I have come to think of February as something akin to the “Room of Requirement” in the Harry Potter series – whatever I need homeschooling-wise, February will provide the space and time. It’s one of those things I don’t question; I have actually come to count on it. When I am planning like a mad woman in June and July, and thinking there is no way we will ever, ever have enough time to accomplish everything, I remember, “There is always February. And it is endless!” I try to use this month to solidify current math concepts, concentrate on something that was given short shrift and really sink into a nice long novel.
As you might guess, choosing the novel is my favorite part. Last year at this time, we read Anne of Green Gables. If you ask my boys about it, they will moan and groan and tell you it was the worst book we ever read. However, I have never seen a character so fully enter our home in an honest-to-goodness living and breathing way. They talk about Anne as though she is someone they know intimately. Ramona comes close, but Anne holds a special place in their imaginations. This year I’m thinking of reading Anne of Avonlea (the second in the series) or The Secret Garden. I’ll let you know.
Vincent: 11 years old, 5th grader Vincent will be reviewing and furthering his work with fractions, using the Key To workbook series. We will also be tying up some loose ends with Egypt, cooking a traditional Egyptian meal, introducing and practicing cursive writing and doing a few formal grammar lessons in verb tenses, homonyms, antonyms, synonyms and punctuation. This feels slightly choppy, but I think giving time to all of these things this month will make a big difference during the second half of the year.
Jude: 7 years old, 1st grader Jude will spend the month listening to fairy tales and continue to work with drawing, painting and modeling. I think these stories will nourish him on a deep and soulful level and also give him lots of practical experience with retelling them. We have had some modest success with him acting out the math stories we did last month by incorporating simple props. I plan to continue this. We will also work on the lowercase letters and differentiating them from the uppercase letters we worked with in September. Vincent will be attending these grade 1 lessons, except he will be working with the letters in script. He has not heard many of the Grimm’s fairy tales and can always use more practice with drawing, painting and modeling.
Sheila: Do you know Jean Miller? If you are homeschooling with Waldorf-inspired methods you should. She is one of the magical teachers who make Taproot so special. I am beginning a consulting relationship with her this month. Our first phone call is Thursday and I can’t wait. I highly recommend her planning guide and also highly, highly recommend attending Taproot’s homeschool teacher training. Dates for this year have not been announced yet, but you can bet I’ll be registering as soon as they are. I have some Valentine’s Day crafts planned for this month and hope to get a jump-start on a little Easter/Spring crafting. You’ll never guess what I’m hoping to make? Oh yes, more fabric buckets and bunting: think pastels, bunnies and eggs.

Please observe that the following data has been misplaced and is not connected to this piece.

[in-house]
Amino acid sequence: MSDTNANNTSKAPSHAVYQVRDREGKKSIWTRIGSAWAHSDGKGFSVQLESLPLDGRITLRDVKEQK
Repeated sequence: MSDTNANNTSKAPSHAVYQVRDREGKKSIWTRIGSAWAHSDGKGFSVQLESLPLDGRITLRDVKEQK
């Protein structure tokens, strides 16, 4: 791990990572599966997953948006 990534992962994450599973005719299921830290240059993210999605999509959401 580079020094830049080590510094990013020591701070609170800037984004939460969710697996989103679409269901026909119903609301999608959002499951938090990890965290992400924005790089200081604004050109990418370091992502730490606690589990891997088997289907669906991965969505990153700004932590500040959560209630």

Links and other things I have loved this past month:
- I have an absolute weakness for rabbits of all kinds. Alicia Paulson has promised kits of these little guys soon.
- The comments I received on my Grade 1 Numbers Block post are far more insightful than my original post. I would encourage you to read them if you are struggling to shake off the January panic.
- This was an interesting post about blogging and time management.
- I try hard not to get sucked into Pintrest, but her board of quotations was a wonderful way to waste some time.
- This interview with Jon Kabat-Zinn about mindfulness offers some profound insights on parenting, technology and cultivating an awareness for everyday life. Absolutely worth an hour of your time.
- Working my way through her Year of Bread series. 52 different bread recipes – a new one each week! Love and inspiration.
Recipe of the month:
Damp Gingerbread Surprise! I love books that include recipes. Laurie Colwin’s 2 volume memoir Home Cooking and More Home Cooking are among the best. Her recipe for damp gingerbread is one of my absolute favorite things to make on a cold Saturday afternoon in February. It is delicious warm from the pan and absolutely divine topped with fresh, softly whipped cream. I could eat the entire thing by myself. (The recipe calls for Lyle’s Golden Syrup, which is a British product, but I have had no problem finding it in our regular supermarket. It comes in a dark green can and is usually by the honey and molasses.)
- 9 tablespoons butter
- 1 can Lyle’s Golden Syrup (recipe calls for a 12 oz. can or 1 1/2 cups – The can I buy is 8 oz, so I make up the difference with molasses.)
- 2 cups plus 2 tablespoons flour
- 1/2 teaspoon salt
- 1 3/4 teaspoon baking soda
- 1 tablespoon ground ginger
- 1/2 teaspoon ground cloves
- 1/4 teaspoon cinnamon
- 1 egg
- 1 cup milk
Melt butter and golden syrup (and molasses if needed) together. Sift flour, salt, soda and spices together. Add syrup mixture to the drys and mix well. Add egg and milk. Beat well. The batter will be very thin. Pour into a greased 9 x 13 pyrex and bake at 350 for 45 – 50 minutes. Cool cake in pan for 10 minutes before turning out.